Ordinary Boy, who lives in Superopolis, doesn’t have any powers, so he just wears jeans and a t-shirt, unlike his friends and the rest of the citizens, who wear tights, capes, bodysuits, and other outfits that match their super capabilities.
He and his friends are part of a team called the Junior Leaguers. The other members are Halogen Boy, who glows brighter depending on the amount of apple juice he’s been drinking; Tadpole, who can stick his tongue out twenty feet; Plasma Girl, who turns into a jelly-like substance; and Stench–yup, you can guess why he got his name!
When a set of new collecting cards comes out, the group rushes to buy some and tries to collect the entire set. To their horror, they discover an evil secret about the last card they need. The rest of thedetails their search to find that last card, and all the adventures they encounter in the process.
The-style illustrations throughout the story are great. Heroes have broad shoulders and square chins, and villains are evil and bizarre, like the mysterious Professor Brain-Drain, who wears a lab coat, un-see-through glasses, and a colander on his head.
This reads like astory, although it isn’t presented in book format. It’s like a chapter book, with lots of clear, intriguing illustrations, such as a picture of Ordinary Boy’s father, Thermo, setting a teddy bear on fire in his hand. It really makes you wonder what the heck could be coming up next.
Reluctant readers and boys especially will love the non-stop action and crazy cast of characters. There is a complex story line full of surprises, which keeps them wanting to read more. And with such interesting town folks in the city of Superopolis, you know there have to be more and more adventures to come.
I’m really surprised this isn’t as popular as the Captain Underpants series, because it’s much more imaginative and less silly. Kids who like the animated movie The Incredibles will enjoy The Extraordinary Adventures of Ordinary Boy: The Hero Revealed by.
With all of the controversy surrounding Harry Potter, including cries to ban the book from schools, the novels have done something that American parents and teachers, as a group, have failed to do. They have made our children.
A recent study by Scholastic notes some intriguings among the s of Harry Potter’s world. Parents and s both credit Potter with getting kids to for fun; just over half of the kids ed said they neglected to do so before latching on to the series. Almost two thirds – 65% – have noted improvements at school since they started Rowling’s works.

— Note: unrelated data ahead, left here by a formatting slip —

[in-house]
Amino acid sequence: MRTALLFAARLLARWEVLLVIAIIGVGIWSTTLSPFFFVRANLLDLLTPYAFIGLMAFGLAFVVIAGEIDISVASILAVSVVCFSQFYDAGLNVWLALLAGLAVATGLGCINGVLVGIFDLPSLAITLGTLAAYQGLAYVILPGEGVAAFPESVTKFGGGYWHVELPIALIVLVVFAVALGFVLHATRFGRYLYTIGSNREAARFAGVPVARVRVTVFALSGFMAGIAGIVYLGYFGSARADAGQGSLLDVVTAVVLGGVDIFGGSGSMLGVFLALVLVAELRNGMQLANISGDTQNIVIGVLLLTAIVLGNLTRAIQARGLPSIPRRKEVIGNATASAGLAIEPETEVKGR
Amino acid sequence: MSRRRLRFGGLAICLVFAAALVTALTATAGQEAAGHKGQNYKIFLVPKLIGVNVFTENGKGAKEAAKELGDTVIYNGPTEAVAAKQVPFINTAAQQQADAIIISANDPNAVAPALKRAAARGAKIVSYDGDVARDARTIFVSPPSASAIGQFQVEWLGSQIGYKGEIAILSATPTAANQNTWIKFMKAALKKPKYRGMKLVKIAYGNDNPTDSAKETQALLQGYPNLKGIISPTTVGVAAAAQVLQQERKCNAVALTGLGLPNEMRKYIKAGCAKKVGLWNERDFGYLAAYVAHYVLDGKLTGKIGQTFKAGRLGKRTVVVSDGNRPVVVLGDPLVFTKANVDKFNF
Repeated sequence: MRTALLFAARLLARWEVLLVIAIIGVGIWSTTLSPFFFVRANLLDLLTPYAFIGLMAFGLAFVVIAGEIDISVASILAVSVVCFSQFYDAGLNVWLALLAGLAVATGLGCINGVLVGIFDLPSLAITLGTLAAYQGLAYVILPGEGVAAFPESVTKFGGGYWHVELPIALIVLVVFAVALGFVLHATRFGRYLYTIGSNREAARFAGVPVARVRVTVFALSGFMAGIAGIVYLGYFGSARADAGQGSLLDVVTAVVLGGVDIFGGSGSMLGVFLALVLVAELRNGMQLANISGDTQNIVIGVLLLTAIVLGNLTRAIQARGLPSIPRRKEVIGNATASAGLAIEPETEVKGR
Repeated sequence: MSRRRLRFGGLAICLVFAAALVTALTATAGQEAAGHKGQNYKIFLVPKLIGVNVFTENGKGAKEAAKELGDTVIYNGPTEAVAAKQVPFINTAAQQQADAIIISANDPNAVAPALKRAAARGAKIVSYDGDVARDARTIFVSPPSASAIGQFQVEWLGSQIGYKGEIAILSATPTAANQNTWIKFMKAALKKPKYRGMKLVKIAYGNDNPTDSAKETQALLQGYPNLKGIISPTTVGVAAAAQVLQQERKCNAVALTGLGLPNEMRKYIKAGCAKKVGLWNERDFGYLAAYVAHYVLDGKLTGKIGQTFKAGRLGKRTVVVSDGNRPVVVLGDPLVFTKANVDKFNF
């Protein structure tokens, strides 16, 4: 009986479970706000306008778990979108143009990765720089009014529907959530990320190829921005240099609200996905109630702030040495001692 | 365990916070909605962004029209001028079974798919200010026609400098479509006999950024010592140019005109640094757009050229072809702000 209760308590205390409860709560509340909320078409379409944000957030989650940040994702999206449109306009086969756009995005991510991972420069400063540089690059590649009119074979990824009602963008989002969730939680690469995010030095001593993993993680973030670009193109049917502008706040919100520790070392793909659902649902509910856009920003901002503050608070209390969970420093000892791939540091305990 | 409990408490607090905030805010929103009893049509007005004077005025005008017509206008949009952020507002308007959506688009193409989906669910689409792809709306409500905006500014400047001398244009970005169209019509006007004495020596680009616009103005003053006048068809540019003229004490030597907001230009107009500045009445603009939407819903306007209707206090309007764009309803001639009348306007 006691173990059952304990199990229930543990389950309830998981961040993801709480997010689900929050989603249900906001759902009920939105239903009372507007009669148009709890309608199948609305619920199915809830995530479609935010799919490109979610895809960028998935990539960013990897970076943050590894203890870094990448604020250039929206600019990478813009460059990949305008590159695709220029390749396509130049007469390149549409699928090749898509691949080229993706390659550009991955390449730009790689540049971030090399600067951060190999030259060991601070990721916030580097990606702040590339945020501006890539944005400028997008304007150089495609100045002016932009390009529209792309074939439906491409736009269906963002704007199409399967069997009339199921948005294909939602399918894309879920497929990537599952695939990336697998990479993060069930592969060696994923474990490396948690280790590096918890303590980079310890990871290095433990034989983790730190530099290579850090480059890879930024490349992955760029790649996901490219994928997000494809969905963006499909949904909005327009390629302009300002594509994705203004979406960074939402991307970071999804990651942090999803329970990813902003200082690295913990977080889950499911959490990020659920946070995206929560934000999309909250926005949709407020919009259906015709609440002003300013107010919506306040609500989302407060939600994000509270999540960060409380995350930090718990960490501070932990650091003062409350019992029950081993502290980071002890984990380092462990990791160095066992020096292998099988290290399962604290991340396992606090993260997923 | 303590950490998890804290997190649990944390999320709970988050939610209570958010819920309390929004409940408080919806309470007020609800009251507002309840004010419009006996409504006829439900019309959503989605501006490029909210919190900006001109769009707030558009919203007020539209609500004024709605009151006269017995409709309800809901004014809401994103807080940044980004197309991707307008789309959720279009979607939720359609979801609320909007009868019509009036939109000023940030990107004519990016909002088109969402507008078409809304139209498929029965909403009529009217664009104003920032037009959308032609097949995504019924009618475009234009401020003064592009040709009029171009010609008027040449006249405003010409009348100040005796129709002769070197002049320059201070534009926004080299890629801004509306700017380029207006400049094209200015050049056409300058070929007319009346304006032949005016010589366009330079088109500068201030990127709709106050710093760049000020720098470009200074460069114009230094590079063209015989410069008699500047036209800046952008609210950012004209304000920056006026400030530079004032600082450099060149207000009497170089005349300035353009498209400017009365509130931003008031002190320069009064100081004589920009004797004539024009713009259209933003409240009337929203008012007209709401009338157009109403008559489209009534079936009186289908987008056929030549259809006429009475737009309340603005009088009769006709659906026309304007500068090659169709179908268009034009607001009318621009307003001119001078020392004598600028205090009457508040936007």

More important than grades, however, is the entire shift in attitude towardsing. Previous s have found that children’s reading drops after the age of 8. The average Harry Potter reader, however, start the series at 9 and continue to read – and reread – the books as they get older.
Reread the books. This single statement spoke volumes to me. Most people I know read a book once and then never again. Most people, who will watch the same movie over and over, refuse to read a book they have alreadyed because ‘they know how it ends’. They watch the same television shows with the same expected, overused endings. Yet we have kids now reading and rereading books. The idea boggles the mind.
Speaking of mindboggling, you do realize that most adults read less than five books after they graduate school, be it high school or college. Reading is apparently too difficult for most people. But Rowlings has lured her audience to read not one but six books, and eagerly anticipate the seventh. Not only that, but according to the aforementioned survey, half of Harry Potter readers will seek out a new series to devour. One in three – that is 33% – intend to reread the series. Oddly, only 27% intend to look for a new Rowlings book; perhaps the rest are afraid of being sucked into another ten year series.